Gold rose on Tuesday, but will it follow silver and platinum's lead and fall hard? Commodities expert Andy Hecht thinks so.» Read More
This year, Doug Kass has suffered the unenviable fate of watching the market rise 13 percent while he remained bearish. But on Thursday's episode of "Futures Now," he said that the end of the rally will soon be upon us.
"The narrative now is whether the Fed is simply pushing on a string," Kass said, "and many market participants are coming to this 'aha' moment."
Kass, the founder and president of Seabreeze Partners Management, believes that the data have been weak, and will get even weaker.
"I have a variant view on both corporate profits and the outlook for economic growth versus the consensus. My concerns have been ignored by the markets, but they have been supported by the cautious guidance by corporations during the first-quarter earnings calls as well as by the recent economic data," Kass said.
(Read More: Housing Grows, Hiring Slow, Sequester Hits: Fed)
The problem is that "central bank liquidity blurs the line of demarcation between economic reality and stock market euphoria." For Kass, market participants are buying into the idea that the U.S. economy is growing, when we're simply seeing the impact of more liquidity.
Housing has experienced an incredible recovery. Though still far from the elevated levels of 2006, the S&P Case-Shiller Home Price Index has increased by 8 percent over the past year, and the S&P Homebuilding sector has enjoyed nearly triple the gains of the S&P 500 over the past year.
But is this growth organic, or is it simply a result of the artificially low interest rates fostered by the Federal Reserve's quantitative easing program?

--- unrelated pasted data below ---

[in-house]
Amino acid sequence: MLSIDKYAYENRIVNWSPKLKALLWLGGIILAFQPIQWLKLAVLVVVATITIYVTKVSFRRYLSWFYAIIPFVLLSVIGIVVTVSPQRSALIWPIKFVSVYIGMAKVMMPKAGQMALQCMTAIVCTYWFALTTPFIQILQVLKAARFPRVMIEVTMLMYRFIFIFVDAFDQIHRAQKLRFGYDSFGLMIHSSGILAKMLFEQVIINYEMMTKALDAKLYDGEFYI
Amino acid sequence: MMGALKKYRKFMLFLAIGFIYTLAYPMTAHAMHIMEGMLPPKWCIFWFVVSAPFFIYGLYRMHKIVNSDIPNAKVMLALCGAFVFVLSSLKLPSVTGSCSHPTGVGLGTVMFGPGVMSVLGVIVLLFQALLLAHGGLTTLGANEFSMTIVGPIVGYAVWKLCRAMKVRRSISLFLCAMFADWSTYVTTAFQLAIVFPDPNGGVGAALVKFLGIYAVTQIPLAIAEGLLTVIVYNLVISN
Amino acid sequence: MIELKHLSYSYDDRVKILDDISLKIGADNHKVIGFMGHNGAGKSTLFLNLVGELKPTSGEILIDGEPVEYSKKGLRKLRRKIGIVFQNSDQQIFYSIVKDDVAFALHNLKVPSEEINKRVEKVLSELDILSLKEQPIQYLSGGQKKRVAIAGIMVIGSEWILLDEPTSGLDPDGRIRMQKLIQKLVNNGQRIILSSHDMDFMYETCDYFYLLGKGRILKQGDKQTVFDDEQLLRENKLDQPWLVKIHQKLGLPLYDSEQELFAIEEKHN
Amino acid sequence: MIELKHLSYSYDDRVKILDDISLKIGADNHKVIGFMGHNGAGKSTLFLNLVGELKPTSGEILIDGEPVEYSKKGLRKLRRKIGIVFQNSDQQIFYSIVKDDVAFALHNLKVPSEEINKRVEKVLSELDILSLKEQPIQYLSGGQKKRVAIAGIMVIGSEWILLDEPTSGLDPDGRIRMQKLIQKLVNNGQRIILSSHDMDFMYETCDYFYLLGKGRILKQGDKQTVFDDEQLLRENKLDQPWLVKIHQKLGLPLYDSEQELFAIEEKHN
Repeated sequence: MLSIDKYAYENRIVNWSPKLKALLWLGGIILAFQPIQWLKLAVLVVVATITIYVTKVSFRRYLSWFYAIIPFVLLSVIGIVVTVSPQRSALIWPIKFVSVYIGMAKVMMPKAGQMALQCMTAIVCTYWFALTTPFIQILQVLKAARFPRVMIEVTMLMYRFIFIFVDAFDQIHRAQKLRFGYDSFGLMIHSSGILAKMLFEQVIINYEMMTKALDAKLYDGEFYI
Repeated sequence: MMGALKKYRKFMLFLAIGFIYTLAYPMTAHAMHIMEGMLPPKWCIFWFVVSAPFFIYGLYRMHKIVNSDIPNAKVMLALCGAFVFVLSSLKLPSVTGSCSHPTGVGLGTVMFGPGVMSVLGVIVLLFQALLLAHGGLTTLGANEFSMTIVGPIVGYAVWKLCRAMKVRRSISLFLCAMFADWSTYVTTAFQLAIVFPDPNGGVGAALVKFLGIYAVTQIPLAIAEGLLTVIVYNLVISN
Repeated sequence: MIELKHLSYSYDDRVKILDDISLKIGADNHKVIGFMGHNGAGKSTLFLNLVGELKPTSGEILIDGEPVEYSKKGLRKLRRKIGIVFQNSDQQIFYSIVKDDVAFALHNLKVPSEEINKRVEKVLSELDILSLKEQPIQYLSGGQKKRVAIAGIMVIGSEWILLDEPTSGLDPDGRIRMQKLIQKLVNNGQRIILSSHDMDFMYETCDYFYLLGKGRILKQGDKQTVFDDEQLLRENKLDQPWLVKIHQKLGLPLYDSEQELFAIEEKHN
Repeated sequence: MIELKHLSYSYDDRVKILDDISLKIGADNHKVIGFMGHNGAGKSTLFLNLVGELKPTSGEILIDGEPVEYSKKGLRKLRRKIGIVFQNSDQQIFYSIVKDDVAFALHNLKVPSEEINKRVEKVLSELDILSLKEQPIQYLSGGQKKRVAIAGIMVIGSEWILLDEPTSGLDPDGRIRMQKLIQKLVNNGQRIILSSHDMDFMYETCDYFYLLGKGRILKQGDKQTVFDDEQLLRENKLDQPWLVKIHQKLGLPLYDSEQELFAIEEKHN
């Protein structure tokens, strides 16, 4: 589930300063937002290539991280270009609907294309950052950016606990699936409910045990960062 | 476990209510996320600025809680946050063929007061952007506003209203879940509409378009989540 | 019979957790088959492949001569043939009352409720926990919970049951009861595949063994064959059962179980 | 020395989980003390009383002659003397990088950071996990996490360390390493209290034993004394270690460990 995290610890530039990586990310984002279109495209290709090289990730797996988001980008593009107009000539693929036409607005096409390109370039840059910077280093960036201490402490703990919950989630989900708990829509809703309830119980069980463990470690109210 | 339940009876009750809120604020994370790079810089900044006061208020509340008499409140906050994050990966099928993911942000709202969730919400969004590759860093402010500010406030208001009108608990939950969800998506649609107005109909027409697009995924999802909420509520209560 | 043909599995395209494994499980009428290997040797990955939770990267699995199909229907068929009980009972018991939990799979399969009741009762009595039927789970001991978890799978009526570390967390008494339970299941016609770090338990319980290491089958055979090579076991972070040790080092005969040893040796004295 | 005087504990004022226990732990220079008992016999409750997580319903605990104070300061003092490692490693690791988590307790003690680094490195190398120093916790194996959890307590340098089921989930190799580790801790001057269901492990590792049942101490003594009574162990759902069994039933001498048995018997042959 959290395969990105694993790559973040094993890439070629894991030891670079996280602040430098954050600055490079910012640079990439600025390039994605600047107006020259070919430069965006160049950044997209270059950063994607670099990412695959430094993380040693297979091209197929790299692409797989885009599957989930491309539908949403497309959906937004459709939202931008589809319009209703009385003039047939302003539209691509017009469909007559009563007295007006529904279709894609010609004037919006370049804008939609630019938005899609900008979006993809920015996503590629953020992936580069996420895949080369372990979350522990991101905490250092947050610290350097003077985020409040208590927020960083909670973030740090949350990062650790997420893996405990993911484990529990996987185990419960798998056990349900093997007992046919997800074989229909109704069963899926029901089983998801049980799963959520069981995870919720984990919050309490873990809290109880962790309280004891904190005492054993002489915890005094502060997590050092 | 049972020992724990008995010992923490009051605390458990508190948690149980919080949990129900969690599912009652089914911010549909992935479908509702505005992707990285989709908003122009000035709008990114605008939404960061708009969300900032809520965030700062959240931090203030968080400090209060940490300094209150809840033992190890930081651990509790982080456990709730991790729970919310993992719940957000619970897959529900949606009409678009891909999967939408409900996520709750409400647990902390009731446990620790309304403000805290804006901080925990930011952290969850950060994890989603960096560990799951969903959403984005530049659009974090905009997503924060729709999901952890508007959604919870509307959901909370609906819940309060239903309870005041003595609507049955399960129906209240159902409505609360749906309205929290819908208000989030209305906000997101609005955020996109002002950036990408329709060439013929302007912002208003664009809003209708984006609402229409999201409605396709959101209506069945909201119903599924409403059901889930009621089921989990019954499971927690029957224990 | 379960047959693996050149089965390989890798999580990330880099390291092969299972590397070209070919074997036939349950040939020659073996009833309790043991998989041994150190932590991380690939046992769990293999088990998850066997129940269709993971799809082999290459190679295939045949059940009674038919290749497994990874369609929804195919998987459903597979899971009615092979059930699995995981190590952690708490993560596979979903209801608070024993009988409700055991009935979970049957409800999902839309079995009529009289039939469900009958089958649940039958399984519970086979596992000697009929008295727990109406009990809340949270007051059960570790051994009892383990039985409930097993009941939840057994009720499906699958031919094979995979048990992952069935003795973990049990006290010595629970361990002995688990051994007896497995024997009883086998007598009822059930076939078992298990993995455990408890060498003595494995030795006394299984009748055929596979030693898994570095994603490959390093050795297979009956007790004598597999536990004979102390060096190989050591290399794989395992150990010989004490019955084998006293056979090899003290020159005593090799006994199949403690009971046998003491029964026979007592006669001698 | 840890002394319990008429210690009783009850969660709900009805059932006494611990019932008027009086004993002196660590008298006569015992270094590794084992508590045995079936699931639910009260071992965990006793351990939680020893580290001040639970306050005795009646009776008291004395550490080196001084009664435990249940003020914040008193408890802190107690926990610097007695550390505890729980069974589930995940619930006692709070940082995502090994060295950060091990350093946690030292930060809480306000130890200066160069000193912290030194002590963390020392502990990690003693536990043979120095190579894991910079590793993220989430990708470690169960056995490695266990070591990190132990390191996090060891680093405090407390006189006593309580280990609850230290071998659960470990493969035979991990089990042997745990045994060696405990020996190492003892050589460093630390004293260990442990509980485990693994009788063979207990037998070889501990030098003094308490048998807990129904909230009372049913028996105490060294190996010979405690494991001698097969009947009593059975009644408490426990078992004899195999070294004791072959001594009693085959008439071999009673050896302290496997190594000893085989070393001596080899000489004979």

"The housing recovery we have seen is not, in fact, a QE bubble," CIBC World Markets chief economist Avery Shenfeld told CNBC's "Futures Now."
This is not merely an academic question. As traders hold their breath for the Fed to begin tapering its asset purchases, the question of whether housing can continue to grow without the Fed has become critical.
Shenfeld believes that housing growth will not merely continue—it will accelerate, even if mortgage rates rise due to a Fed exit.
"Mortgage availability actually remains very, very tight," Shenfeld said. "I think that as the mortgage market recovers, which it will with recovering consumer credit, we'll get more support from mortgages for the housing rally in 2014, even if mortgage rates are in fact higher than they have been—because mortgage availability will be that much better."
(Read More: Another Housing Market Bubble Brewing)
After all, mortgage rates are so low that a move higher should not do much damage, the economist said.
"Remember that today, we're sitting on 30-year mortgage rates that are under 4 percent," Shenfeld noted. "Even if we push those rates up another 50, 60 basis points, we're into the mid-4 percent range on a 30-year mortgage. Remember that in the last cycle, anything under 6 percent was a screaming bargain."
(Read More: Best ETFs to Play Housing Boom)
Gold is gearing up to make a huge move one way or another. So which way will it go?
Buyers continue to test the crucial level of $1,422. In the event that $1,425 prints, shorts and those standing vigilant should briskly drive prices back above $1,450, sending gold on its way to test the multiyear low of $1,523. Not too long ago, gold sliced through that low like a hot knife through butter.
On the other hand, if the gold bulls (or the gold bugs) can't get $1,425 to print, the bears live a bit longer.
(Read More: Gold Rises After US Jobs Data Misses Forecasts)
Gold is searching for direction.